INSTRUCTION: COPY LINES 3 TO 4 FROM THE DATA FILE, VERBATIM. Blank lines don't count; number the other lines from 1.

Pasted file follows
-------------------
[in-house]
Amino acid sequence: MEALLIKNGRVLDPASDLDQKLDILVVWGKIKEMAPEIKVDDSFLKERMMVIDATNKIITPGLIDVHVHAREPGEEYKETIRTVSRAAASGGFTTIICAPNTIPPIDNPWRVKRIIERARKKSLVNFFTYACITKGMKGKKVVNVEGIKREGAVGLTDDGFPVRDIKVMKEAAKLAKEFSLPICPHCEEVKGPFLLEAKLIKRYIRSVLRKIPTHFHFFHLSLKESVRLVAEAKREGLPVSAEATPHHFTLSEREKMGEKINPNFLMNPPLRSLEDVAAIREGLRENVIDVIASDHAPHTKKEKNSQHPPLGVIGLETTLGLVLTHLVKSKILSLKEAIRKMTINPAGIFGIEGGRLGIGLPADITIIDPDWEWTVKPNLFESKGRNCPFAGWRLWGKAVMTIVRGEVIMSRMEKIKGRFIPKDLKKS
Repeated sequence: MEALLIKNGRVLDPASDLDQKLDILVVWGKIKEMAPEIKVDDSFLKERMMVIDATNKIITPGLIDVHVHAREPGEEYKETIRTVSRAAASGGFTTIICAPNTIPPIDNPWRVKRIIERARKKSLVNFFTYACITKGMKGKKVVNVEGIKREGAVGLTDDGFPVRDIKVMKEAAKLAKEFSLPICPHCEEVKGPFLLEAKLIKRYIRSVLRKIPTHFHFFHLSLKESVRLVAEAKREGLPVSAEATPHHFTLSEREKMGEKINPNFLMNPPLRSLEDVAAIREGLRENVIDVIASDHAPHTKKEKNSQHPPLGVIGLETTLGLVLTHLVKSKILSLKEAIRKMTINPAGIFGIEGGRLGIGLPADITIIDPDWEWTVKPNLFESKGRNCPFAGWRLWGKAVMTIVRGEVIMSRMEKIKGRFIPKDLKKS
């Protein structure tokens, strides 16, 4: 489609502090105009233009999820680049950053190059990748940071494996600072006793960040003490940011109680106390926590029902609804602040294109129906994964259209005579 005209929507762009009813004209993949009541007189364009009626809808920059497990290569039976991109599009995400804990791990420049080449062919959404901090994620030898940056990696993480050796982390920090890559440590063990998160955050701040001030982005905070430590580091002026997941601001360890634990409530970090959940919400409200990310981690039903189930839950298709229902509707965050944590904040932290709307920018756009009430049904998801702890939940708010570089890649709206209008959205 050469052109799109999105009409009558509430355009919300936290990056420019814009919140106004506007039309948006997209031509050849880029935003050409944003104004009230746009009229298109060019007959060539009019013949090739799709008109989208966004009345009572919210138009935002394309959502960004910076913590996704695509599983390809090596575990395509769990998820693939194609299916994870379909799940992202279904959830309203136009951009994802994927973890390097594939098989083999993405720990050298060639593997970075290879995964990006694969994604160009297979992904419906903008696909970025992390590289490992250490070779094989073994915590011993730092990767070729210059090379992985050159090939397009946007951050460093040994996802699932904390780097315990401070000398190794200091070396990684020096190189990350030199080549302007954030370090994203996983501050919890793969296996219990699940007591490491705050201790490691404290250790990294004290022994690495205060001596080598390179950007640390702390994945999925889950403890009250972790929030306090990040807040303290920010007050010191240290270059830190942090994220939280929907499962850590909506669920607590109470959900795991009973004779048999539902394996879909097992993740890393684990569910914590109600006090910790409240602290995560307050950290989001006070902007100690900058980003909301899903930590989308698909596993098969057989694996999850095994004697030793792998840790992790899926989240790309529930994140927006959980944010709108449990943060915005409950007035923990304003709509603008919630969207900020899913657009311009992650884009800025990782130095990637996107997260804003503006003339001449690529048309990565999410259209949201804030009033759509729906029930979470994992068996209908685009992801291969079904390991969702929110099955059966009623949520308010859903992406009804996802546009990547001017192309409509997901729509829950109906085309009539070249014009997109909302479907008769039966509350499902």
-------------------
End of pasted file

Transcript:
Repeated sequence: MEALLIKNGRVLDPASDLDQKLDILVVWGKIKEMAPEIKVDDSFLKERMMVIDATNKIITPGLIDVHVHAREPGEEYKETIRTVSRAAASGGFTTIICAPNTIPPIDNPWRVKRIIERARKKSLVNFFTYACITKGMKGKKVVNVEGIKREGAVGLTDDGFPVRDIKVMKEAAKLAKEFSLPICPHCEEVKGPFLLEAKLIKRYIRSVLRKIPTHFHFFHLSLKESVRLVAEAKREGLPVSAEATPHHFTLSEREKMGEKINPNFLMNPPLRSLEDVAAIREGLRENVIDVIASDHAPHTKKEKNSQHPPLGVIGLETTLGLVLTHLVKSKILSLKEAIRKMTINPAGIFGIEGGRLGIGLPADITIIDPDWEWTVKPNLFESKGRNCPFAGWRLWGKAVMTIVRGEVIMSRMEKIKGRFIPKDLKKS
């Protein structure tokens, strides 16, 4: 489609502090105009233009999820680049950053190059990748940071494996600072006793960040003490940011109680106390926590029902609804602040294109129906994964259209005579 005209929507762009009813004209993949009541007189364009009626809808920059497990290569039976991109599009995400804990791990420049080449062919959404901090994620030898940056990696993480050796982390920090890559440590063990998160955050701040001030982005905070430590580091002026997941601001360890634990409530970090959940919400409200990310981690039903189930839950298709229902509707965050944590904040932290709307920018756009009430049904998801702890939940708010570089890649709206209008959205 050469052109799109999105009409009558509430355009919300936290990056420019814009919140106004506007039309948006997209031509050849880029935003050409944003104004009230746009009229298109060019007959060539009019013949090739799709008109989208966004009345009572919210138009935002394309959502960004910076913590996704695509599983390809090596575990395509769990998820693939194609299916994870379909799940992202279904959830309203136009951009994802994927973890390097594939098989083999993405720990050298060639593997970075290879995964990006694969994604160009297979992904419906903008696909970025992390590289490992250490070779094989073994915590011993730092990767070729210059090379992985050159090939397009946007951050460093040994996802699932904390780097315990401070000398190794200091070396990684020096190189990350030199080549302007954030370090994203996983501050919890793969296996219990699940007591490491705050201790490691404290250790990294004290022994690495205060001596080598390179950007640390702390994945999925889950403890009250972790929030306090990040807040303290920010007050010191240290270059830190942090994220939280929907499962850590909506669920607590109470959900795991009973004779048999539902394996879909097992993740890393684990569910914590109600006090910790409240602290995560307050950290989001006070902007100690900058980003909301899903930590989308698909596993098969057989694996999850095994004697030793792998840790992790899926989240790309529930994140927006959980944010709108449990943060915005409950007035923990304003709509603008919630969207900020899913657009311009992650884009800025990782130095990637996107997260804003503006003339001449690529048309990565999410259209949201804030009033759509729906029930979470994992068996209908685009992801291969079904390991969702929110099955059966009623949520308010859903992406009804996802546009990547001017192309409509997901729509829950109906085309009539070249014009997109909302479907008769039966509350499902």